When making your calendar, it’s really easy to over promise, and under-deliver. You may find that you have relevant event or content ideas for most days, however we’d warn against adding too much in. Stick to a clear posting schedule. Be consistent yet clever. Your followers will forget about you if you don’t post very often, but if you post too much content and it’s not relevant, this could put them off. Our advice would be that beyond national holidays, where you should try to post on every appropriate one, try to stick to 1 or 2 posts a day. But above all, always make sure they are relevant and engaging.

Perhaps the most useful tip when trying to create a posting schedule is to find out when your customers are online. This is really key if you are selling in international markets. Look at previous posts, or the channels of your competitors, what content has the most engagement? When was it posted? Look at your own engagement levels, when do you find posts to be more successful? What are the time differences of all the countries you operate in? This information is solid gold for your content calendar, ensure it guides when you schedule posts to maximise your return.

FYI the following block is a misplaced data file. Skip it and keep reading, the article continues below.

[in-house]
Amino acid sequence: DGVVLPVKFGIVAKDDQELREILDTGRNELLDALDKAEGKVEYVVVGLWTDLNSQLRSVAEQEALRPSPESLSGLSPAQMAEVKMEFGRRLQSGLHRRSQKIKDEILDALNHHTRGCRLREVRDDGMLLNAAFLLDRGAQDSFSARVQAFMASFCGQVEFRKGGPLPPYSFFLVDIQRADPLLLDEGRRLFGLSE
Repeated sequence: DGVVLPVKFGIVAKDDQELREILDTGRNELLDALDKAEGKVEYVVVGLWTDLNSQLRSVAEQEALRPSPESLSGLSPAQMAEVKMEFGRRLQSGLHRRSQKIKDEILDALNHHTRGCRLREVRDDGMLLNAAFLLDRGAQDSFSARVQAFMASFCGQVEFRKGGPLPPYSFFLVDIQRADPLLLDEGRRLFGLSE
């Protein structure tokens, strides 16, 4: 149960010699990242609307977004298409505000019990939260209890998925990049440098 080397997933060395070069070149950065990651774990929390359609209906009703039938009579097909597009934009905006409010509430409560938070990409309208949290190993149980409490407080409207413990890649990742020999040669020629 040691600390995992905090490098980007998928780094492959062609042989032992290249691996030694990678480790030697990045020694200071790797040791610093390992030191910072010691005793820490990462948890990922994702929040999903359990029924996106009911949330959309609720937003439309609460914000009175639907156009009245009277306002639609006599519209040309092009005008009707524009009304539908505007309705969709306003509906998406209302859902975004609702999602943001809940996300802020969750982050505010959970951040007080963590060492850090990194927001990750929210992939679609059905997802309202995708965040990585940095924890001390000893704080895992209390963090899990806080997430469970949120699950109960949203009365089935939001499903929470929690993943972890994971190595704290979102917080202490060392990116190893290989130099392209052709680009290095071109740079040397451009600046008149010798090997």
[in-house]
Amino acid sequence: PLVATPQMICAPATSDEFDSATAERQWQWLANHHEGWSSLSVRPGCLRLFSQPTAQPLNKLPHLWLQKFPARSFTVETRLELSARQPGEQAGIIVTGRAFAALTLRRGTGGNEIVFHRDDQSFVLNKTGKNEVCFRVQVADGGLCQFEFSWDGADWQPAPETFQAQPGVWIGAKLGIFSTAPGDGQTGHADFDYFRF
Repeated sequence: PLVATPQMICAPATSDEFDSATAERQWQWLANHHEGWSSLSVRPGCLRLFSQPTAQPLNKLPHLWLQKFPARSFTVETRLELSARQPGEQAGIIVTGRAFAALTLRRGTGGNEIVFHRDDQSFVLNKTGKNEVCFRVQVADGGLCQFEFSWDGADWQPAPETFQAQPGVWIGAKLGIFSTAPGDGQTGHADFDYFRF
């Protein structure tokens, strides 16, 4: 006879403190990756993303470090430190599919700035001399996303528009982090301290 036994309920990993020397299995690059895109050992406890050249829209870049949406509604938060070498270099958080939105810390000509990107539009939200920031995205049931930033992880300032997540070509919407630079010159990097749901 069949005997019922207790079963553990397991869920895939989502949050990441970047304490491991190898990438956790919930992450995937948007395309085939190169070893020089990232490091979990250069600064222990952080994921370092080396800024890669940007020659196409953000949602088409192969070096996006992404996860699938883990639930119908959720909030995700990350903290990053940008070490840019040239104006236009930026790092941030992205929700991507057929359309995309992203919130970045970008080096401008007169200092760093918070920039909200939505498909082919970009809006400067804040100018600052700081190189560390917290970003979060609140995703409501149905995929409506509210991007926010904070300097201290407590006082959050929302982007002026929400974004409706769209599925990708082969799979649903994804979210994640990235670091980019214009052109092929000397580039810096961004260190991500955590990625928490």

If you have a customer base which spans a variety of international markets, it might be useful to create individual accounts for the different countries you operate in. This would give you the ability to totally cater for that market, be it with time of posting, content, and their national holidays. It also gives your customers and business partners a more direct and personal connection, rather than a wide spread account.